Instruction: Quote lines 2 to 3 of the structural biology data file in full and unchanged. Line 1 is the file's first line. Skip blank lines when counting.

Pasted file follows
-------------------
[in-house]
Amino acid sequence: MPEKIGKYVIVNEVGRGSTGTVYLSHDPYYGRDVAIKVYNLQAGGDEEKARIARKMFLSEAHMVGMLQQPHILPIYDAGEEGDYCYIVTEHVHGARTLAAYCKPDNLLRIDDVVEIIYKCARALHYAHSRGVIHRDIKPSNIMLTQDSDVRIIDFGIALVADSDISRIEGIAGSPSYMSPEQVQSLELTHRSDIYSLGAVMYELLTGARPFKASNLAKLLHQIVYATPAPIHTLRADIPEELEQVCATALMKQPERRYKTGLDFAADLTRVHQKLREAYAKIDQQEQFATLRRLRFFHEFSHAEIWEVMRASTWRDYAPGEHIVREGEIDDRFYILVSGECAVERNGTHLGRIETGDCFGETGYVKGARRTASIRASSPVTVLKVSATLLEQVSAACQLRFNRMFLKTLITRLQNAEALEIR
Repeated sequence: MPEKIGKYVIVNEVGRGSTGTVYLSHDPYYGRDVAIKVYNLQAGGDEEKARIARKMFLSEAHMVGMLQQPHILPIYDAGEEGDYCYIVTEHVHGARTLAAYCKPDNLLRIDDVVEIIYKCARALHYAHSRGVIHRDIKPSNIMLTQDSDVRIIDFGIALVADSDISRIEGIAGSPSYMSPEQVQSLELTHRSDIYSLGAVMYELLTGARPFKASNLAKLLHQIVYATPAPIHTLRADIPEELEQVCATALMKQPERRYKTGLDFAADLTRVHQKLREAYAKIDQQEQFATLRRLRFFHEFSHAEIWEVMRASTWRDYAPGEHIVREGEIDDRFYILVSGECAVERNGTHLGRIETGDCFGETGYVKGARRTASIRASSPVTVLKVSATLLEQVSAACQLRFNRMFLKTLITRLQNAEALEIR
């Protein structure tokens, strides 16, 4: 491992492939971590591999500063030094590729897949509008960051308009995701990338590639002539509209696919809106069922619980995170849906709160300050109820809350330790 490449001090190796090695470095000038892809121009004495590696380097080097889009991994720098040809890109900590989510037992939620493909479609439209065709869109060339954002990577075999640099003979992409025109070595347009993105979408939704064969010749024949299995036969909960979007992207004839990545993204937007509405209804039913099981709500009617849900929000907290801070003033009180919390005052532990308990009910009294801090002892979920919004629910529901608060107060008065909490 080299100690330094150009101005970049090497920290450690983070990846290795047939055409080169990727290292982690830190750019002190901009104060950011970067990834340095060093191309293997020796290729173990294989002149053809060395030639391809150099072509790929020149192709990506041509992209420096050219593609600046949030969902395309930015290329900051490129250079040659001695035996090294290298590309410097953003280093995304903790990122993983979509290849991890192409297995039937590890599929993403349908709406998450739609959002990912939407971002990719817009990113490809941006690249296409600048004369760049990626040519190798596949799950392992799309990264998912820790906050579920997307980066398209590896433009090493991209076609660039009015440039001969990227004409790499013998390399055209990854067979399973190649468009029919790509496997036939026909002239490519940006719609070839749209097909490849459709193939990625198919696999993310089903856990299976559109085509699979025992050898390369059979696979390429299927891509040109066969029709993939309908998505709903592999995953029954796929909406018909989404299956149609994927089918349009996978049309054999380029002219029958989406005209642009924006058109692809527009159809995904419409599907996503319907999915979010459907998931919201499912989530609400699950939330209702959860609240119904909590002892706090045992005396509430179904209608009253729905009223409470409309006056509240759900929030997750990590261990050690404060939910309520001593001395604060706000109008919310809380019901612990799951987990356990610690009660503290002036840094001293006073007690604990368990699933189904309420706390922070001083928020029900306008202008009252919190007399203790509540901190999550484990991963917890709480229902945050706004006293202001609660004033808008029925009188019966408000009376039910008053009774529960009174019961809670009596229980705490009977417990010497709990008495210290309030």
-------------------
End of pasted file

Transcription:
Amino acid sequence: MPEKIGKYVIVNEVGRGSTGTVYLSHDPYYGRDVAIKVYNLQAGGDEEKARIARKMFLSEAHMVGMLQQPHILPIYDAGEEGDYCYIVTEHVHGARTLAAYCKPDNLLRIDDVVEIIYKCARALHYAHSRGVIHRDIKPSNIMLTQDSDVRIIDFGIALVADSDISRIEGIAGSPSYMSPEQVQSLELTHRSDIYSLGAVMYELLTGARPFKASNLAKLLHQIVYATPAPIHTLRADIPEELEQVCATALMKQPERRYKTGLDFAADLTRVHQKLREAYAKIDQQEQFATLRRLRFFHEFSHAEIWEVMRASTWRDYAPGEHIVREGEIDDRFYILVSGECAVERNGTHLGRIETGDCFGETGYVKGARRTASIRASSPVTVLKVSATLLEQVSAACQLRFNRMFLKTLITRLQNAEALEIR
Repeated sequence: MPEKIGKYVIVNEVGRGSTGTVYLSHDPYYGRDVAIKVYNLQAGGDEEKARIARKMFLSEAHMVGMLQQPHILPIYDAGEEGDYCYIVTEHVHGARTLAAYCKPDNLLRIDDVVEIIYKCARALHYAHSRGVIHRDIKPSNIMLTQDSDVRIIDFGIALVADSDISRIEGIAGSPSYMSPEQVQSLELTHRSDIYSLGAVMYELLTGARPFKASNLAKLLHQIVYATPAPIHTLRADIPEELEQVCATALMKQPERRYKTGLDFAADLTRVHQKLREAYAKIDQQEQFATLRRLRFFHEFSHAEIWEVMRASTWRDYAPGEHIVREGEIDDRFYILVSGECAVERNGTHLGRIETGDCFGETGYVKGARRTASIRASSPVTVLKVSATLLEQVSAACQLRFNRMFLKTLITRLQNAEALEIR